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Finding the cause of memory loss

Memory loss and confusion are signs of Alzheimer’s disease. Physicists Serge Rombouts and Martina Huber have developed new methods to help medical science get to the bottom of this insidious disease.

It wasn’t planned, but Alzheimer’s disease has become a recurrent theme in the career of physicist Serge Rombouts, Professor of Cognitive Neuroimaging at the LUMC and the University’s Institute of Psychology. He received a PhD in 1999 for a technique using an MRI scanner to visualise the brain activity of Alzheimer’s patients, and dementia has continued to crop up in many of his projects ever since. The ultimate aim: to use a brain scan to determine whether someone has dementia, in addition to the interviews and memory tests that doctors use to reach a diagnosis.

Distinguish from other forms of dementia

‘The problem is that at an early stage Alzheimer’s disease has all sorts of similarities with other forms of dementia,’ says Rombouts. ‘You want to distinguish between these at as early a stage as possible, and this diagnosis is also useful if you want to try out new treatments. The disease process in the brain begins 10 to 15 years before symptoms such as forgetfulness become apparent. And treatment may have a much greater effect if you begin years earlier.’ 

‘Powerful computers may draw links that people are unable to see’ 

A scan diagnosis is not available yet, but with the right methods researchers such as Rombouts can now see differences between brain scans of Alzheimer’s patients and healthy test participants. ‘The thing is that this can be seen most clearly if we compare the two groups with each other. Unfortunately, you can’t, form a reliable diagnosis by placing an individual patient in the scanner.’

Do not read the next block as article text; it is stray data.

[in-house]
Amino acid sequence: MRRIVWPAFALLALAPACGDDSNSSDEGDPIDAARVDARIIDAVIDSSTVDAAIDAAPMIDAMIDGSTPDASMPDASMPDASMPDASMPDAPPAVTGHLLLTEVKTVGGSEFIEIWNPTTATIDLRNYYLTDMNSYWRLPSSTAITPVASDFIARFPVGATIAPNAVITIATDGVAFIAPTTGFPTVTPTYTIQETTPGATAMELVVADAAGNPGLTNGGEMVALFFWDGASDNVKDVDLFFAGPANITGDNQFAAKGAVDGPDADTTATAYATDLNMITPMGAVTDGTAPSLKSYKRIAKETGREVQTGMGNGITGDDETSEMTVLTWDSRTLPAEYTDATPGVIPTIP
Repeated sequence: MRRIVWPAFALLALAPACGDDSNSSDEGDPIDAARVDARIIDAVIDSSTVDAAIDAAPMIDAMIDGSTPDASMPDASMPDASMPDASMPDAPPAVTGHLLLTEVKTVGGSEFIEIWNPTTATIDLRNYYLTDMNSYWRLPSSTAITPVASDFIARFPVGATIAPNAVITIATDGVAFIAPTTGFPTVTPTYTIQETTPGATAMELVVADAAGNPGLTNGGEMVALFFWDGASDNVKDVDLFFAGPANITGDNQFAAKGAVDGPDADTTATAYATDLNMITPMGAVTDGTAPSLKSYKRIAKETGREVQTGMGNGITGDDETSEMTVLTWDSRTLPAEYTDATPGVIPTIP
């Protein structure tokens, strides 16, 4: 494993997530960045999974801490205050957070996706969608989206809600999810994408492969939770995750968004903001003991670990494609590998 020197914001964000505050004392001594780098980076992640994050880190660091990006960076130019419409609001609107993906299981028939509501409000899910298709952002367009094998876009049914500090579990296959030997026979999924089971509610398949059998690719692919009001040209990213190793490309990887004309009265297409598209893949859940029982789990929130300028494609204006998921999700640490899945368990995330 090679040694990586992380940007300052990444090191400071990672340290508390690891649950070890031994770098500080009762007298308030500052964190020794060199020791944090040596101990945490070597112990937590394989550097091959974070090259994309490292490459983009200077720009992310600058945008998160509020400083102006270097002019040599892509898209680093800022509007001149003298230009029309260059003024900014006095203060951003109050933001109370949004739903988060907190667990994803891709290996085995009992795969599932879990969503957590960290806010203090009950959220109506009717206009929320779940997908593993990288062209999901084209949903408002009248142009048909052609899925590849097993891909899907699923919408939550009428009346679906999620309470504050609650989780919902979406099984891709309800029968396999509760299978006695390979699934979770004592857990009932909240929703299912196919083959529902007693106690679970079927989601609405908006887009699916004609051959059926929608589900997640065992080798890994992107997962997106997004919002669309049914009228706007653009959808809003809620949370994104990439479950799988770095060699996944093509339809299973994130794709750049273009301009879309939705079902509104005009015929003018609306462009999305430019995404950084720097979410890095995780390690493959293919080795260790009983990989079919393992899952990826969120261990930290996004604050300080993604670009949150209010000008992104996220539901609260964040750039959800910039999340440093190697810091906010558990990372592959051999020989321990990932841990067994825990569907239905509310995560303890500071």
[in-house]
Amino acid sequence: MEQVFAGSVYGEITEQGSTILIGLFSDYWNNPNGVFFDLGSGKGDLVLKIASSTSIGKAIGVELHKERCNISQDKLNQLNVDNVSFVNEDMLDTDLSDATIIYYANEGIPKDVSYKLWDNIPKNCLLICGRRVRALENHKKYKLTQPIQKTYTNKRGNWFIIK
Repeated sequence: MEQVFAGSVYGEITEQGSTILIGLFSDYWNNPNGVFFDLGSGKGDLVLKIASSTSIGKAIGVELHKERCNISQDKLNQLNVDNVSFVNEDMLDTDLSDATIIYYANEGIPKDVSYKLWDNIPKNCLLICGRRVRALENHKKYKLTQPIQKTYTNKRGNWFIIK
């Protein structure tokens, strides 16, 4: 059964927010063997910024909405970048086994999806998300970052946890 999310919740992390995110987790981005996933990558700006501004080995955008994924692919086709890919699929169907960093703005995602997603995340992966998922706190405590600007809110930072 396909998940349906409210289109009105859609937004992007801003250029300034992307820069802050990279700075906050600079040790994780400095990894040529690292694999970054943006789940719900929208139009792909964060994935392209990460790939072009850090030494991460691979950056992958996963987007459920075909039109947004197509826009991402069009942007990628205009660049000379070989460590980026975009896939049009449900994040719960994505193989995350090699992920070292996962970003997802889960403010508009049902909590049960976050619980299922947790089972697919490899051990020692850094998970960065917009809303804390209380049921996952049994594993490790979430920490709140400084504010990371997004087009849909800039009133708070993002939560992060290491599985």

Peering inside the brain

The technique that Rombouts uses to visualise the brain does so by looking at brain activity. The blood flowing through active brain regions is more oxygenated and the scanner can register this. This data can be used to make coloured images of cross sections of the brain with some areas in red or green. The colours in themselves do not mean much, says Rombouts. It’s more of a way to clearly visualise the data.

In the past, volunteers were asked to carry out a task in the scanner, but nowadays they simply have to lie still on their backs. All sorts of activity can already be seen on the scans because the brain is never at rest but is always full of thoughts, plans and memories. The brain uses 20% of our total energy when we are at rest, says Rombouts. That busy traffic between brain regions can also be seen in a scan. 

Diagnosis from brain patterns 

‘We hope that a gradual change in spontaneous brain patterns will be of use in Alzheimer’s diagnosis. The hope is that artificial intelligence will play a part in this. Powerful computers can compare thousands of brain scans and perhaps make new links that people are unable to see.’